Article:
The MQ-8C Fire Scout unmanned helicopter, shown in an artist's rendering, is based on the Bell 407 Jet Ranger airframe. The C version is larger than the MQ-8B Fire Scout already in the Navy fleet. (Northrop Grumman)
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There’s a new Fire Scout in the pipeline — bigger, faster, longer legs, more muscle. It’s still being assembled and won’t fly until later this year, but it’s headed for the fleet as soon as late 2014. And it could fundamentally change some of the parameters expected of the Navy’s seagoing unmanned helicopter program.
The MQ-8 Fire Scout program has been under development for about a decade. A key factor for the aircraft was its small size, making it exceptionally handy to store and operate aboard ship.
The Navy often presents the diminutive Northrop Grumman aircraft as taking up about half the space of the H-60 Seahawk helos routinely deployed on surface combatants. And frigates are deploying with four MQ-8B Fire Scouts. Littoral combat ships are intended to routinely deploy with one or two Fire Scouts in addition to an H-60.
But something more was needed, and in 2011, U.S. Africa Command and Special Operations Command submitted an urgent needs request for an aircraft with more range and payload for their maritime-based ISR.
Northrop Grumman, before selecting the Schweizer 333 helicopter as the basis for its original Fire Scout bid, had evaluated the larger Bell 407 Jet Ranger, an aircraft familiar to Navy rotary flight school trainees as the TH-57 Sea Ranger.
To meet the new need for the larger UAV, the company proposed switching to the larger bird, but keeping the systems, electronics and ground control stations developed for the smaller helo. A demonstrator, dubbed Fire-X, was developed at company expense to show off the concept. The Pentagon was impressed, and in the spring of 2012, Northrop received a contract for the first batch of up to 30 MQ-8C Fire Scouts using the basic Jet Ranger air frame.
“The new system kept the sensors, communications and software of the smaller Fire Scout, with about 80 to 90 percent commonality with the B,” said Capt. Chris Corgnati, head of unmanned aircraft systems under the deputy chief of naval operations for information dominance (N2/N6). “But there was a different air frame, engine and rotor head.”
The new Fire Scout C is bigger — 10 feet longer than the B’s 31.7 feet, a foot higher, and with an operational ceiling 3,000 feet lower than the smaller helo’s 20,000 feet. But the C can fly at 140 knots over the B’s 110; has an internal payload of 1,000 pounds over the B’s 600 pounds; has a gross takeoff weight of 6,000 pounds compared with the B’s 3,150 pounds; and can stay aloft 11 to 14 hours versus the smaller vehicle’s endurance of four to five hours.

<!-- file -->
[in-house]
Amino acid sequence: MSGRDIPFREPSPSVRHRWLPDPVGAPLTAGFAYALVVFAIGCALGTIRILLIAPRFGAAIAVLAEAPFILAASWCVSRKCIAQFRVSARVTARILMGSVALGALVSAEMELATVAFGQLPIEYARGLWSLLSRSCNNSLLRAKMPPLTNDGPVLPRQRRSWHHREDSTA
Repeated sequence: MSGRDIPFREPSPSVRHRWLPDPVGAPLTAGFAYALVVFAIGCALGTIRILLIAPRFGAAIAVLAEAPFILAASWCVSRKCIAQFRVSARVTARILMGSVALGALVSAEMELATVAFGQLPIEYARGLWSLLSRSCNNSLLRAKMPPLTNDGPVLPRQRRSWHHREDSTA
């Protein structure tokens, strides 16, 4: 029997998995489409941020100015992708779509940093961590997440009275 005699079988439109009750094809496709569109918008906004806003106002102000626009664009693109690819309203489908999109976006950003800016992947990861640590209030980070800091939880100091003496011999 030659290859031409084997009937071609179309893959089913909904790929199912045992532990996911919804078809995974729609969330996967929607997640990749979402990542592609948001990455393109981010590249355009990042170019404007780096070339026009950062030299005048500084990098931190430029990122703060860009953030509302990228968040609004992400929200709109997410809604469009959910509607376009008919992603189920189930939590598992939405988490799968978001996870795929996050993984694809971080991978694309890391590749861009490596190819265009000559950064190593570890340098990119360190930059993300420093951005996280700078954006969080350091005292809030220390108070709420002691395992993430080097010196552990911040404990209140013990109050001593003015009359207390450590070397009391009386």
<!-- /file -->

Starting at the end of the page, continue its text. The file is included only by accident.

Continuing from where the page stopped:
“The C will have approximately twice the capability of the B — time on station, payloads — and provides for additional growth, including radar,” said Capt. Patrick Smith, Fire Scout program manager at the Naval Air Systems Command. “And because of more endurance, it should have less impact on the crew, who can launch, then recover, the aircraft eight hours later.”
With the change, the Navy has ended procurement of the B model at 30 aircraft, with the last two to be delivered this year. While the smaller aircraft will continue to operate, Smith said, there are no further plans to buy more of them.
Instead, the Navy intends to order 30 Cs — two test aircraft plus 28 operational aircraft — under an “endurance upgrade.” The first test helicopter is still at Bell’s facility in Ozark, Ala., Smith said, and is expected to be shipped in mid-June to begin tests at the naval air warfare center at Point Mugu, Calif. The first flight of the type is planned for September, with the program aiming to reach initial operating capability in late 2014.
The first at-sea deployment of the C is planned for a destroyer in support of SOCOM, Smith and Corgnati said, and operations from frigates and “all air-capable ships,” including joint high speed vessels, will be studied. But the overall focus continues to be on the LCS.
Will the larger helo fit on the Navy’s other surface combatants?
“We can store two aircraft on a frigate, a destroyer or an LCS, on one side of the hangar,” said George Vardoulakis, Northrop’s vice president for tactical unmanned systems. “That’s essentially what we’re doing with the Bs as well.”
Corgnati admitted there are space challenges, but he also noted that the increased capabilities of the C could mean fewer aircraft would need to be carried.
“Nominally, [with the B] you have four-hour aircraft doing 24/7 operations, and you’re launching and recovering every three hours,” he said. “You back that off with an eight-hour platform doing similar coverage.”
He already envisions frigate deployments with three Cs rather than the now-standard 4 Bs.
Neither the Navy nor Northrop Grumman would comment on a revised cost-per-aircraft for the C, since the price depends on how many are bought. The airframe represents about 15 percent of each aircraft’s cost, Vardoulakis said, and he expects the unit price to rise roughly by about $1 million for the larger C. The more aircraft that are bought, the lesser the cost, particularly in later years, he said. Earlier cost figures had been based on the Navy requirement for 168 Bs.
“We’re certainly worried those lower quantities will impact our costs significantly,” he said.
Northrop is excited, however, about the possibilities with the larger aircraft.
“We’re marketing this aircraft for Marine Corps and Army missions,” Vardoulakis said. “Those offerings have a significantly smaller fuel tank in the center of the aircraft and volume available for storage or medevac.
“There are no active proposals for the Marines and Army,” he said. “We just see a great opportunity for synergy within [the Defense Department] for an aircraft in this class.”